Benjamin contra Schmitt: A Reappraisal of Agamben through “Critique of Violence”

As an occasional feature on TELOSscope, we highlight a past Telos article whose critical insights continue to illuminate our thinking and challenge our assumptions. Today, Erik Pomrenke looks at Adam Kotsko’s “On Agamben’s Use of Benjamin’s ‘Critique of Violence'” from Telos 145 (Winter 2008).

“On Agamben’s Use of Benjamin’s ‘Critique of Violence'” represents an illuminating attempt by Adam Kotsko to reassert the primacy of Walter Benjamin over Carl Schmitt in Giorgio Agamben’s work. These two thinkers serve alongside Heidegger, Aristotle, Foucault, and Arendt as the center of Agamben’s genealogy of bare life; as such, configuring this constellation correctly is of signal importance to the reception of Agamben’s Homo Sacer project. Kotsko contends that Benjamin’s primacy is both a theoretical and chronological matter.

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The Incongruities of Asymmetric War

Assessing asymmetric wars in the abstract is a problematic task, even though most are “small wars” fought by “big nations.” Armed conflicts with these characteristics brim with persistent, undeclared, and low-intensity violence. It rarely is extinguished, and the lingering injuries sustain even more violence on the same scale. Many of these small wars began in Asia, Africa, Latin America, or the Middle East during, or not long after, World War II. Armed resistance there never completely ended; instead it intensified with decolonization and/or postcolonial state failure. Now virtually institutionalized in many violent wild zones around the world, low-intensity wars also flare up as asymmetric conflicts between rich countries and poor peoples, Westernized nations and anti-Western movements, liberal democratic states and illiberal theocratic insurgents after 1989.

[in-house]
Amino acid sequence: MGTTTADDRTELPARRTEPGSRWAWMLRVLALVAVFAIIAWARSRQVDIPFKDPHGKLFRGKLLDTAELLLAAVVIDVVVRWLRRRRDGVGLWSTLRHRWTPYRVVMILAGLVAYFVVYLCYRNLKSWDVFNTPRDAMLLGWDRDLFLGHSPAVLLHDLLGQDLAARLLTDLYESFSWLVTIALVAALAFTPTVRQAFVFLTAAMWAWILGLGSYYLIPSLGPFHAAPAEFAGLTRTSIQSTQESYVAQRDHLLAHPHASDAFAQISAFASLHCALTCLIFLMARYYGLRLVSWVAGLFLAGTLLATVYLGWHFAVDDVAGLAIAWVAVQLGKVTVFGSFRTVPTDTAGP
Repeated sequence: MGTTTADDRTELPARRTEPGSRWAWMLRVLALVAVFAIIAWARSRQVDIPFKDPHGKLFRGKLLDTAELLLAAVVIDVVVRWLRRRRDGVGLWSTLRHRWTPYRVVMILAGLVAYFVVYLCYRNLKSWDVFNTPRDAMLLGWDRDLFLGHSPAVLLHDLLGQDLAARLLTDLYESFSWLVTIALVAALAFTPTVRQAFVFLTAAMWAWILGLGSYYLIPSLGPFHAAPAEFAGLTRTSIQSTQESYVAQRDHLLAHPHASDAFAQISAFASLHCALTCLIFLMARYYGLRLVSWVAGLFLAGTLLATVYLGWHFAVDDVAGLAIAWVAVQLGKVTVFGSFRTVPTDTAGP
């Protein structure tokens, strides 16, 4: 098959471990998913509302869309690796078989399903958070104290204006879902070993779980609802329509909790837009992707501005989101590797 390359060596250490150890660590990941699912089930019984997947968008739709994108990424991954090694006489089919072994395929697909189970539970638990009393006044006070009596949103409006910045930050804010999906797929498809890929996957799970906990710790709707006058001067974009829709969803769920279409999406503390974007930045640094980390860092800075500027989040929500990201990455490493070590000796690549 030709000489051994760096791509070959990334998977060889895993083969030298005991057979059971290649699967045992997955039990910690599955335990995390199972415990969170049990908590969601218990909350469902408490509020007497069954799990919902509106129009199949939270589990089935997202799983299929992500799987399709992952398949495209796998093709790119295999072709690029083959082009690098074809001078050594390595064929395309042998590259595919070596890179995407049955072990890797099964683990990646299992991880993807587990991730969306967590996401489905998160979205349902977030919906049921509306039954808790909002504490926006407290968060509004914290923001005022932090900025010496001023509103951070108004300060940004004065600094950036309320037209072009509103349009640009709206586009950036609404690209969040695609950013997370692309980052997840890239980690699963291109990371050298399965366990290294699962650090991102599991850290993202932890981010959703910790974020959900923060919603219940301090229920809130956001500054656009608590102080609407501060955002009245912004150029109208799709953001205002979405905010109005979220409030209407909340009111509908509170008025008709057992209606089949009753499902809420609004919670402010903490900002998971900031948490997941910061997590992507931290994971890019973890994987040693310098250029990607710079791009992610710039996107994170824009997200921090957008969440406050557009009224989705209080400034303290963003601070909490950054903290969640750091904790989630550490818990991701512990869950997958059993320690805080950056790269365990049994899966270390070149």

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Terrorism, Modernity, and the Politics of the Tactical

During his 2004 presidential campaign, John Kerry stated, “We have to get back to the place we were, where terrorists are not the focus of our lives, but they’re a nuisance.” Though this statement was widely lampooned on right-leaning American media outlets, it is worth examining: swimming pools, and choking on one’s food, are more deadly, all things being equal, than terrorism. Yet terrorism produces a “conceptual helplessness,” in which, “We seem to be left with no good choices. To call what happened on September 11 evil appeared to join forces with those whose simple, demonic conceptions of evil often deliberately obscure more insidious forms of it. Not to call the murders evil appeared to relativize them, to engage in forms of calculation that make them understandable—and risked a first step toward making them justifiable.”

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Culture and Values in Schmitt’s Decisionism

David Pan’s “Carl Schmitt on Culture and Violence in the Political Decision” aims at challenging the widespread view that Carl Schmitt’s decisionism is motivated by violence and pure power. Pan presents his readers to “another Schmitt” that has escaped the attention of many commentators, including Müller, Žižek, McCormick, and Agamben. For Pan, Schmitt’s decision must not be separated from spiritual ideals and cultural values.